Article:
Dow AgroSciences sees a big opportunity in natural products. That chiefly explains a half-dozen collaborations the Indianapolis-based maker of crop protection and plant biotechnology solutions has announced in recent months, including an initiative unveiled today with San Francisco-based TeselaGen Biotechnology to build a “state-of-the-art biological design platform.”
Dow AgroSciences and TeselaGen are building “AutoCAD for biology
“It’s part of our overall strategy to find winners,” says Steven Webb, R&D director at Dow AgroSciences. “We have a lot of smart people but we also know there are many more out there in adjacent spaces. We’re spending a lot of time looking on the outside looking for exciting opportunities to leverage their experience and accelerate our effort to find new solutions.”
As an example of a recent innovation in the natural products space, Webb points at a new fungicide, Inatreq, that Dow released last year in the battle against Septoria tritici in cereal crops, a problem that’s especially serious in Europe.
The new technology that Dow AgroSciences and TeselaGen are using to build this new platform can be described as “AutoCAD for biology,” says TeselaGen co-founder and CEO Mike Fero. “It’s the only cloud-based platform on the market that automatically generates cost-optimized DNA construction protocols.”
A patent on the technology is pending. Fero said he expects it to be awarded within 30 days.
DNA construction is the process by which multiple genes or fragments of DNA sequences are assembled. It incorporates DNA sequence fragments from a variety of organisms into a self-replicating genetic element, such as a bacterial plasmid, that will propagate the assembled parts in a host cell.
Based on the j5 algorithm that Nathan Hillson developed five years ago at the Joint BioEnergy Institute and licensed from Lawrence Berkeley National Laboratory by the TeselaGen team of Hillson, Fero and Eduardo Abeliuk, the platform features a graphical interface that enables users to design a DNA construct or combinatorial libraries through the arrangement of individual part icons that abstractly represent underlying DNA sequences. Easy-to-understand outputs detail the resulting designed experimental protocols, providing instructions that can either be followed by a person in the laboratory or fed directly into a robotic platform for a machine to carry out.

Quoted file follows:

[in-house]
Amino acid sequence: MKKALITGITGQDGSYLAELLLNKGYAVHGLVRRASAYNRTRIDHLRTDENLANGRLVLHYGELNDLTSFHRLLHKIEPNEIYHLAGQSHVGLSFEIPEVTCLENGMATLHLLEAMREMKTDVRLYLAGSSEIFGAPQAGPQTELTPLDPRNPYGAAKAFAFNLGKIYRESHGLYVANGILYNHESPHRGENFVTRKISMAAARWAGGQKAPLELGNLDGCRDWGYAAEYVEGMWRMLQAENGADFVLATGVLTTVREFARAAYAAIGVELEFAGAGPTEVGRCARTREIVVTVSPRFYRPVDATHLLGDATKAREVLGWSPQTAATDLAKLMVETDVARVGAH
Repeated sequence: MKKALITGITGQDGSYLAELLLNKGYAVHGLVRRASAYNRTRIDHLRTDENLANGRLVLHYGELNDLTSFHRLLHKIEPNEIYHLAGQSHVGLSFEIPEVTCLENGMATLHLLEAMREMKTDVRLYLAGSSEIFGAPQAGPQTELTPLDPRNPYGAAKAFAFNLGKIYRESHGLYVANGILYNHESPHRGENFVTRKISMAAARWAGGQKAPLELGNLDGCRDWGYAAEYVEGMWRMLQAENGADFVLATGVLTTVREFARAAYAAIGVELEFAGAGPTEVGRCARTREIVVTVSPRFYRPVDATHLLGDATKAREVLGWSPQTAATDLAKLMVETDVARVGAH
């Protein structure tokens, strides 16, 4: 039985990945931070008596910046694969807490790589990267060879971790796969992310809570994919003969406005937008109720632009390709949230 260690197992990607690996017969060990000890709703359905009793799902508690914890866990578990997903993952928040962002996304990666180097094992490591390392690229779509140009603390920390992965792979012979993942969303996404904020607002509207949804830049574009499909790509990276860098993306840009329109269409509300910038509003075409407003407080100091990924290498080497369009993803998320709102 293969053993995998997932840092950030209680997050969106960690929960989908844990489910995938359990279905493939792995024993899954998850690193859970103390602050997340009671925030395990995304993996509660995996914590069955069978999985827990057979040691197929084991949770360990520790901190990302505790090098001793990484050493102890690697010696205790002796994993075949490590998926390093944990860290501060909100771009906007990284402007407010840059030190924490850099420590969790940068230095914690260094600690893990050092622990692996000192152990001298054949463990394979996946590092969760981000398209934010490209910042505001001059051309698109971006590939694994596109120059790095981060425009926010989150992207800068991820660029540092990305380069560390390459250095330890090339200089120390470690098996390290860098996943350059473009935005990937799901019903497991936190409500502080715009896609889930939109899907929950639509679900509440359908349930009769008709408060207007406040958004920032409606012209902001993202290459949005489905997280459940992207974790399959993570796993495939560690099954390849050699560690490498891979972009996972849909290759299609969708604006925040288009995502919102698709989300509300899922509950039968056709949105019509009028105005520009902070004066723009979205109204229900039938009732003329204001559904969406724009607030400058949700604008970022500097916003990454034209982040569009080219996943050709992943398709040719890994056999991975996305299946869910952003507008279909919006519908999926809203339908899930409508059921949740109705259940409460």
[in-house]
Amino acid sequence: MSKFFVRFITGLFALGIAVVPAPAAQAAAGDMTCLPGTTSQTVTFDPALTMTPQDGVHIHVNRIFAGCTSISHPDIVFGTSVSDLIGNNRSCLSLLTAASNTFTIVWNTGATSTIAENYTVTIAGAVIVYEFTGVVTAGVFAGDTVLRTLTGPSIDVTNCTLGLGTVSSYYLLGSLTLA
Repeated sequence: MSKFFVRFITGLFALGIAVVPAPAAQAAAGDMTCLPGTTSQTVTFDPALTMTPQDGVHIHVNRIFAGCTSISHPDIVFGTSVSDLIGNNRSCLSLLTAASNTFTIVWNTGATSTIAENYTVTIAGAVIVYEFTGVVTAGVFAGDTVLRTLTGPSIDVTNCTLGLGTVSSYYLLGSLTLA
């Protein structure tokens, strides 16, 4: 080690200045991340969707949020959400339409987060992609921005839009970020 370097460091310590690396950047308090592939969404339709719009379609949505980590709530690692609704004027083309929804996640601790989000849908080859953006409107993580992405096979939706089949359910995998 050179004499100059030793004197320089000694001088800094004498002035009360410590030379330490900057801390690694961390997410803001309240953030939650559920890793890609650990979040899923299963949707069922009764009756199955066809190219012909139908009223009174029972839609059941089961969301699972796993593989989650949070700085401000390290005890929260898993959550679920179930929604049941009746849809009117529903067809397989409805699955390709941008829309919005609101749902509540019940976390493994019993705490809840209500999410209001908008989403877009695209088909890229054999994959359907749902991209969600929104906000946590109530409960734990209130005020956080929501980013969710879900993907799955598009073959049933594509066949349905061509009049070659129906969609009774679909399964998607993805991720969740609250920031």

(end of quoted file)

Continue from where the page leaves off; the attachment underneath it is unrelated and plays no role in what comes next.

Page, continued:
Embedded in the TeselaGen platform, the j5 algorithm can quickly determine the optimal flanking sequences that should be attached to each DNA part to produce the desired recombinant DNA at the least expense, in a way that can be executed either by hand or by robots.
“Researchers can focus on investigating their primary interests, rather than preparing the DNA that’s merely a tool in their experiments,” Fero says.
“The more complex the task, the more time and money the program can save,” Fero says, noting that the greatest savings are found in combinatorial libraries, collections of hundreds to hundreds of thousands of related DNA assemblies, each with a different combination of genes or parts that perform similar functions in different organisms. Combinatorial libraries can be screened to identify the gene combination that, when transferred into a desirable host organism, results in the most productive enzyme pathway.
The three founders met at Stanford while pursuing advanced studies in systems biology and genomics. In developing the TeselaGen platform, they’re continuing to receive support from two National Science Foundation SBIR (Small Business Innovation Research) grants.
Dow AgroSciences announced a similar partnership with Radiant Genomics in late February. As in its new collaboration with TeselaGen, the goal is to slash the time required to identify new lead molecules from multiple years to mere months. “It’s all about our ability to manage knowledge more quickly to do the design, build, test and learn cycle faster and faster,” says Webb.